There are many reasons for this but they are all connected to Toyota one way or another. First and most importantly, entrenched management always led themselves to believe that the quality differences between their cars and Toyotas were largely a matter of public perception and that the gap has been bridged. We have heard this repeatedly and in fact I heard it in a Ford commercial for the Fusion only last night. Unfortunately this was neither true then nor is it true now.
Take a look at any year Consumer Reports listings of the Most Reliable vehicles and Least Reliable vehicles (April and December) and you will quickly see that the former reads like a product pamphlet for Toyota and Honda while the latter looks more like a who’s who at the Big 3. Look around and you’ll see lots of old Honda Civics and Toyota Corollas on the road. They were good cars in the 70’s and they still are. When you look around, note how many ‘70s domestic cars remain compared to the then relatively more scarce Japanese. Quality of course is a moving target and the Big 3 have done much to improve. Clearly the Big 3 cars are vastly better than they were in the ‘90s. But unfortunately, they are still not good enough or efficient enough and without this baseline, much of the rest of the product detail is just that.
Roger Smith, CEO at GM from 1981-1990 made many decisions that were shrewd, but poorly executed. Among them was the notion that there could be a Cadillac in every garage. Then while he cut costs and related quality, he invented Saturn. This tended to polarize the products and ultimately relegated them to the bottom of the price pool, and sadly also at the bottom of the quality pool. While companies like BMW, Audi, Lexus, and Acura clawed their way up-market to compete with Mercedes Benz, Cadillac executed a magnificent backslide from the Standard of the World. Sad Cadillac products such as the Cimarron, V8 diesel, V8-6-4, Catera, and the most recent Euro-failure BLS, have all come and gone.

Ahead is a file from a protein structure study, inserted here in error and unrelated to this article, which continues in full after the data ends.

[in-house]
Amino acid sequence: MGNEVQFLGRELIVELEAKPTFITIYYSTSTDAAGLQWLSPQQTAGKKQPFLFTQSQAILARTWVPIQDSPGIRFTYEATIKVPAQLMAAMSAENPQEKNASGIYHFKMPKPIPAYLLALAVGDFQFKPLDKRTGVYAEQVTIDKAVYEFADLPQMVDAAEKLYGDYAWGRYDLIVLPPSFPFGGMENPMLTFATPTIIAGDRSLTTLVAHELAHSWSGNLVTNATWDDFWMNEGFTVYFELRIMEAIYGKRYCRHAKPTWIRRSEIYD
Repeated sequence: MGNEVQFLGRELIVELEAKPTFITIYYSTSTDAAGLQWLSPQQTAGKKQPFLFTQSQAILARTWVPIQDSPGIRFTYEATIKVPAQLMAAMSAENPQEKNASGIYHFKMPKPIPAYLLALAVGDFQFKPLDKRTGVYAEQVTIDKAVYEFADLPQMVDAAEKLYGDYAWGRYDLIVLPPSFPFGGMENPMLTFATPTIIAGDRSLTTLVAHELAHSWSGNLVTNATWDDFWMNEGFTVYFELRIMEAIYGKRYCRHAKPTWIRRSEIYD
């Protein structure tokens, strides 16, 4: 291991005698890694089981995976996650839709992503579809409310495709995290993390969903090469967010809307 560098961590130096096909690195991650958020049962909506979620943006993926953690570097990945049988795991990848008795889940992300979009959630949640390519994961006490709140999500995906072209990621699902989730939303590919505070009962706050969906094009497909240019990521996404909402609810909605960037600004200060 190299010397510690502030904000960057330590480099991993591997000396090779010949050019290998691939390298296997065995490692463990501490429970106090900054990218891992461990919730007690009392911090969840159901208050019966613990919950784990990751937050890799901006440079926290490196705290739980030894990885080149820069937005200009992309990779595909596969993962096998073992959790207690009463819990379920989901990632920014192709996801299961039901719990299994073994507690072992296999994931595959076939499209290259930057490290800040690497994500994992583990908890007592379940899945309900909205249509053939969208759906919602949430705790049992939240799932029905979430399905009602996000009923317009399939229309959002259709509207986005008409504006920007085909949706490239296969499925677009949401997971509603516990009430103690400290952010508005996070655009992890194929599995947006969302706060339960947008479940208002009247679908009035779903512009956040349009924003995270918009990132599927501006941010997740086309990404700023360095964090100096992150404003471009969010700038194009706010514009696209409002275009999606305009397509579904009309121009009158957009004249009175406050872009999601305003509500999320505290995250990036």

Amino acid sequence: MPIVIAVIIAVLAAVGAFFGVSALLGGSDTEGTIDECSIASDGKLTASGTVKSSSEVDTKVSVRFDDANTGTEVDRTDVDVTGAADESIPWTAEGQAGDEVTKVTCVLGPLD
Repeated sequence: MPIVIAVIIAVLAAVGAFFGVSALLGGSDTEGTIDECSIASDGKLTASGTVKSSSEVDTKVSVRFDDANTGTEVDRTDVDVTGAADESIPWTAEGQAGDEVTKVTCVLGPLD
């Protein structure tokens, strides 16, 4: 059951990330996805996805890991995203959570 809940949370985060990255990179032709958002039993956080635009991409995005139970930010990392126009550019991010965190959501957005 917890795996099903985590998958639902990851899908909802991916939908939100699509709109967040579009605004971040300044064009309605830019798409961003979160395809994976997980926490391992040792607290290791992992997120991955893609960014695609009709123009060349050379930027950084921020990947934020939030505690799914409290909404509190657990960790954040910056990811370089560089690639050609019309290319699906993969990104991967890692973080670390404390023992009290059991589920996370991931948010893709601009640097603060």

Similarly sad stories can be told of the fortunes at Ford and at Chrysler. The path toward salvation begins by simply recognizing how some of our more successful competition works and to emulate those. Starting with Honda and BMW, for instance, we can see that the structure of the company is flatter and less vertical, with dramatically less upper management. Next most obvious is that even with the reduced management overhead, more money as a percentage of net income after taxes is spent on R&D. This may not always look that wonderful on the monthly balance sheets, but in the end results in a more technically competitive product, which of course is where we want to be.